OR WAIT 15 SECS
Las Vegas — As dermatologists continue to incorporate biologics into their treatment approaches, Alan Menter, M.D., of Baylor University Medical Center, Dallas, and president of the International Psoriasis Council, discusses the efficacy and safety of five currently available biologic agents and the importance of transitioning patients onto these drugs without flare.
Dr. Menter presented "Biologics Update" at the Fall Clinical Dermatology Conference, here.
He gave a review of his clinic patients, a large tertiary referral center, which has approximately 460 patients undergoing treatment with biologics. He discussed currently available biologics in terms of efficacy and safety and gave a review of currently available data, and focused on the efficacy data but also discussed the safety data.
Need for biologics
Although these agents have been very effective for many years, there are certain patients who cannot tolerate treatment with methotrexate and/or cyclosporine or have other pre-existing conditions that may prevent them from treatment with these drugs. Patients with hepatitis C, abnormal liver function, bone marrow issues or those who wish to get pregnant within several months are not candidates for methotrexate therapy. Also, patients with kidney and blood pressure problems are not eligible for cyclosporine treatment. In these patients, biologic therapy is a welcomed option.
Why biologics, which are much more expensive than traditional agents? Psoriasis is not considered a short-term disease; therefore, the medical community needs to look at the safe, long-term control of this chronic disease that has such a negative impact on quality of life.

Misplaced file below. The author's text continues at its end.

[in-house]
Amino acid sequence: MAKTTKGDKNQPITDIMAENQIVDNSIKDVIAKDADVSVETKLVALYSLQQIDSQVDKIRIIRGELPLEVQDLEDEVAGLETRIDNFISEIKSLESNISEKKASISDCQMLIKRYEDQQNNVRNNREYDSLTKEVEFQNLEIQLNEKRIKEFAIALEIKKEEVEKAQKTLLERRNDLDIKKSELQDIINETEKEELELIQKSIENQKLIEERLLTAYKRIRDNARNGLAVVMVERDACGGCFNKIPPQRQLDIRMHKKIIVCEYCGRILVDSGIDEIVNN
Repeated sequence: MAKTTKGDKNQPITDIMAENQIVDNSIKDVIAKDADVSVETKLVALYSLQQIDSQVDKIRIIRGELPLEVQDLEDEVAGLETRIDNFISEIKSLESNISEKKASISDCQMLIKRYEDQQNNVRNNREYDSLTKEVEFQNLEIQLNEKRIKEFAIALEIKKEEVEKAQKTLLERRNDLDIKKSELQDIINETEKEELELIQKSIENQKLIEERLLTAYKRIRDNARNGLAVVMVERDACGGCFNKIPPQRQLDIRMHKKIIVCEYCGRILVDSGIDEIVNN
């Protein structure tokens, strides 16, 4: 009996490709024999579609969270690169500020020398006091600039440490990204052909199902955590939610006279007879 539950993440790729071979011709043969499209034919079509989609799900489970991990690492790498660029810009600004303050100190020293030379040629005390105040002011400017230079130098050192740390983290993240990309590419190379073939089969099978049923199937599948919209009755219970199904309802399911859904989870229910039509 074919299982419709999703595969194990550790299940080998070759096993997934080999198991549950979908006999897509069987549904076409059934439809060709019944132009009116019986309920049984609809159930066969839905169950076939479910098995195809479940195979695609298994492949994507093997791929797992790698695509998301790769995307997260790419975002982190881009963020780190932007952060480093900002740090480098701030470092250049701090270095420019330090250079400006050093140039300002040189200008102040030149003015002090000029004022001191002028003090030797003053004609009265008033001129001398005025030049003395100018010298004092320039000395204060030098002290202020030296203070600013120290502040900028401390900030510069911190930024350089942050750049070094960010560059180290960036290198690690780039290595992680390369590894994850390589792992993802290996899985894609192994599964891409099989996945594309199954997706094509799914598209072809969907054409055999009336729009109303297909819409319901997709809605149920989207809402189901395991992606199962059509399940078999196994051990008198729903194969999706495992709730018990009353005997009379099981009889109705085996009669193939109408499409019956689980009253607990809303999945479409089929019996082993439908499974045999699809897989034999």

"I think in the past we have used these traditional agents but when faced with side effects and the need to do a liver biopsy with methotrexate there may be an advantage to transition patients to a drug that may not have the same liver complication and toxicity or bone marrow issues that methotrexate may have or the blood pressure or kidney issues that cyclosporine may have. Also, cyclosporine is only approved for one year of continuous use, so what do you do when that one year is finished?"
A larger choice of drugs is needed, and Dr. Menter says that he hopes that long term use of biologic drugs will essentially be safer than previous therapies.
Currently, there are five biologics approved for treatment of psoriasis. These are alefacept and efalizumab which are categorized as T-cell agents, and the TNF–alpha drugs, which are adalimumab, etanercept and infliximab.
Dr. Menter says that alefacept gives a low primary endpoint of 21 percent after 12 weeks, but that it is the one drug dermatologists have that, in a small percentage of patients, gives remissions that may last up to six months or longer.
"I wish we had a way of actually predicting which patients would be the ones who would have the long term remission because we do not have other drugs that give this long term remission. However, for the first course of therapy it does not work great and we typically need adjunctive treatments like phototherapy to improve it," Dr. Menter explains.